In Moscow, I’m almost like all the other girls, except my mother and I don’t share my father’s last name. That’s not because of any feminist ideals of my mother; instead, it’s to protect us. My father is a Jew with a Jewish last name; my mother didn’t want her daughter growing up with his name in an anti-Semitic environment.

There are other reasons, too, but I will learn about them later, only after we move to America. Up until the move, I am a Russian child just like my schoolmates, as regular as they are, save for that whole last name business and the vague knowledge that I’m a Jew. But even that isn’t so bad, because there’s an Armenian boy in my class and his name is weirder than even my dad’s.

I do remember the excitement of the move, of arriving in New York City in 1996, during one of its worst winters. New York City was submerged in dirty white snow, looking entirely gray – its streets, its sky, its people and its pigeons, all gray. We are staying in a ratty motel in Manhattan, where the lock on the door to our room is constantly breaking. Nevertheless, I’m excited.

In the span of about three years, I go from a clueless Russian girl with a heavy accent to a clueless Russian girl with a very slight accent. Oh, and I live in the suburbs now.

Then come the complications.

Because America is essentially made up of immigrants, whether first-generation or tenth, and because it is a melting pot, with its contents not exactly melted together, there’s a desperate need for its inhabitants to establish ethnicity (“I’m Italian,” says the American girl whose great-grandparents came here from Italy) and, of course, religion. And I, now bearing my father’s Jewish last name, am at a loss. For one thing, I’m an atheist. What’s worse, my mother is not Jewish. I am anathema to the observant Jewish community. I’ve never been to temple, I don’t keep kosher, and I certainly don’t know the Sh’ma in its entirety, which causes my deeply religious aunt to scold me. I don’t mention to people that my mother isn’t Jewish, because I know what I’ll hear. It’s what I always hear. “So you’re not really Jewish, then.”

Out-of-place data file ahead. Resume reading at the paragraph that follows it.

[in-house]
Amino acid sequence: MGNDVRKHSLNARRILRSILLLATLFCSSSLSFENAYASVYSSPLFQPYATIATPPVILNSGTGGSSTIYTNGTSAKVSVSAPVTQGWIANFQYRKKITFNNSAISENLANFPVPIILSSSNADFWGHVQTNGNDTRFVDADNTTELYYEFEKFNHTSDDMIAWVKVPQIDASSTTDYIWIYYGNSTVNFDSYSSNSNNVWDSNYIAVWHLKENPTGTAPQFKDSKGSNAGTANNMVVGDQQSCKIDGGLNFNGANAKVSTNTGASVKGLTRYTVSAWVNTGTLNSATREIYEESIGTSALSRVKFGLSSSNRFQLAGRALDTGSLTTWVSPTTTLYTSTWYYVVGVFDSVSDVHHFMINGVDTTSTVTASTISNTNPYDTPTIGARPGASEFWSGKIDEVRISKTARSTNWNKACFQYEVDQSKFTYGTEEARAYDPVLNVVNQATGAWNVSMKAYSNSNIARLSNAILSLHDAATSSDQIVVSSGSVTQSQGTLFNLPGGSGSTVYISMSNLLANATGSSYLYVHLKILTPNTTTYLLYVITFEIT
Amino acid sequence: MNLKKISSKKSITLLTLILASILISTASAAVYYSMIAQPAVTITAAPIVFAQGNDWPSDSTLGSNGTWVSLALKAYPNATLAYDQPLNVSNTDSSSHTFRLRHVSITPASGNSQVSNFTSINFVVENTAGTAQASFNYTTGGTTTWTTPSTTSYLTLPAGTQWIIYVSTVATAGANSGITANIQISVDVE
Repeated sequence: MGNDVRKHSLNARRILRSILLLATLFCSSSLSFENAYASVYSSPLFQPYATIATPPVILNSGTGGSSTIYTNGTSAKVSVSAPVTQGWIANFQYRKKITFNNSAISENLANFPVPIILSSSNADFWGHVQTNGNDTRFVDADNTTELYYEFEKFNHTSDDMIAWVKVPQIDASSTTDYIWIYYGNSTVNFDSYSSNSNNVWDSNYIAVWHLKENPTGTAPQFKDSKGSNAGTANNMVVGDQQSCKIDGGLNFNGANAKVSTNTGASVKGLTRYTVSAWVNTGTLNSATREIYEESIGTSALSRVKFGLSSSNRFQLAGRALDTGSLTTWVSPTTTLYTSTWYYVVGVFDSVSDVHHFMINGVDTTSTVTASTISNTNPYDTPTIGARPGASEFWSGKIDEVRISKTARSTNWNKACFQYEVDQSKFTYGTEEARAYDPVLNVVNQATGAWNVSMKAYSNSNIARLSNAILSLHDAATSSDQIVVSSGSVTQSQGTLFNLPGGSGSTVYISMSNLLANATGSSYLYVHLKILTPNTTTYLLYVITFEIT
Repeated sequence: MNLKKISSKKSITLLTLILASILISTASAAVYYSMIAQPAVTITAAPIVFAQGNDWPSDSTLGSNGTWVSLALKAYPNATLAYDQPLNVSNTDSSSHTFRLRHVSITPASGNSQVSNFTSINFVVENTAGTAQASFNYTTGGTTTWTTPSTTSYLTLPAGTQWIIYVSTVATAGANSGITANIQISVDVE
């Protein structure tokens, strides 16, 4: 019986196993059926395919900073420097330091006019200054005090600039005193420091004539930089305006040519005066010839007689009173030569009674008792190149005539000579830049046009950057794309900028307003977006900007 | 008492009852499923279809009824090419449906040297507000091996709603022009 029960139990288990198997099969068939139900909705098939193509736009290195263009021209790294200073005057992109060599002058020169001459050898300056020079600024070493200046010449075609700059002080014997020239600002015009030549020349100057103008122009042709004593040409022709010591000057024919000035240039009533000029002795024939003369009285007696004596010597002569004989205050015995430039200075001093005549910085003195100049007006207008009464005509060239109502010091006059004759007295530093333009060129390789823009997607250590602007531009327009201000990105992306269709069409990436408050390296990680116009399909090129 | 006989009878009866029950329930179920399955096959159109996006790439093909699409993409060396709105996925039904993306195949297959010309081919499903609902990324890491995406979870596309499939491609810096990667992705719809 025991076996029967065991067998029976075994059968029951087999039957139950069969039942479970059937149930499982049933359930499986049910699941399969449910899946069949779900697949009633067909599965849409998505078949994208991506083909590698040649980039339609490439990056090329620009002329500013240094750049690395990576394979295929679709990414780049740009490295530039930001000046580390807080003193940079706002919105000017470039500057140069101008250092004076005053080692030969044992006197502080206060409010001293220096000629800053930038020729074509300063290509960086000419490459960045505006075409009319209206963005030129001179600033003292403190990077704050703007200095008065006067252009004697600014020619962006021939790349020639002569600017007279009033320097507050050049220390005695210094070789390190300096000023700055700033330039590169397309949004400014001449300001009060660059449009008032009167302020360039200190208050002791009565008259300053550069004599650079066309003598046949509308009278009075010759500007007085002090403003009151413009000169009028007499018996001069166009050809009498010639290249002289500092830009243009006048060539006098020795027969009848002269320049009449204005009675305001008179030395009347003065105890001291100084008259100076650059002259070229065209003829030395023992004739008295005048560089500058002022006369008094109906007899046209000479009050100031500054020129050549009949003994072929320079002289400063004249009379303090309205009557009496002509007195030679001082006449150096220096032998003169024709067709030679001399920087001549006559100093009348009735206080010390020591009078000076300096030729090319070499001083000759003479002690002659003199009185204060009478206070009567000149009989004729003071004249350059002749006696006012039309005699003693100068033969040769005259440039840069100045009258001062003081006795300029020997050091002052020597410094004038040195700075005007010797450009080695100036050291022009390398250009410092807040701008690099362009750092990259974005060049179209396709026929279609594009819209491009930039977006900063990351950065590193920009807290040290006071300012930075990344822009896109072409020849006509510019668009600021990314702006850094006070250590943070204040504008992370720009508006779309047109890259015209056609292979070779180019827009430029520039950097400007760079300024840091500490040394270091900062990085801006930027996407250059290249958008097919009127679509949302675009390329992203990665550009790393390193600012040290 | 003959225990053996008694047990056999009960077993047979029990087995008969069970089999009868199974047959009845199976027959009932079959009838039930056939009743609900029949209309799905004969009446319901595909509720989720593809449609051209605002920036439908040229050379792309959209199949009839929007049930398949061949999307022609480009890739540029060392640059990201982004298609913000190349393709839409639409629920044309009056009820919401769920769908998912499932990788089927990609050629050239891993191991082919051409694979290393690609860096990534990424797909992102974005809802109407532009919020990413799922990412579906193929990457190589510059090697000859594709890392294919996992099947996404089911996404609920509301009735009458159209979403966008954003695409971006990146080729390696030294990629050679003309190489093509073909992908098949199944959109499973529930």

What am I? There are facts, and there are memories. The facts are solid, like my frayed green Soviet birth certificate that lists my mother’s nationality as Russian, and my father’s as Jew. Both of them were born and raised in Russia. Or the fact that we are leaving Russia on refugee status, that I have Ashkenazi Jewish blood running through my veins, blood that cares little which parent donated it. My own memories, of sandboxes and tanks. And memories I’ve inherited, mostly from my father, memories of being called a kike. Memories of the crazy great uncle whose entire family was killed by Nazis.

And then there’s me. A strange creature, too Americanized for the Russians, too Russian for the Americans. (“Where’s your accent from?”) A refugee Jew by Russian terms, but by Jewish law, not technically a Jew.

“Where are you from?” the man asks me.

“Sweden,” I say.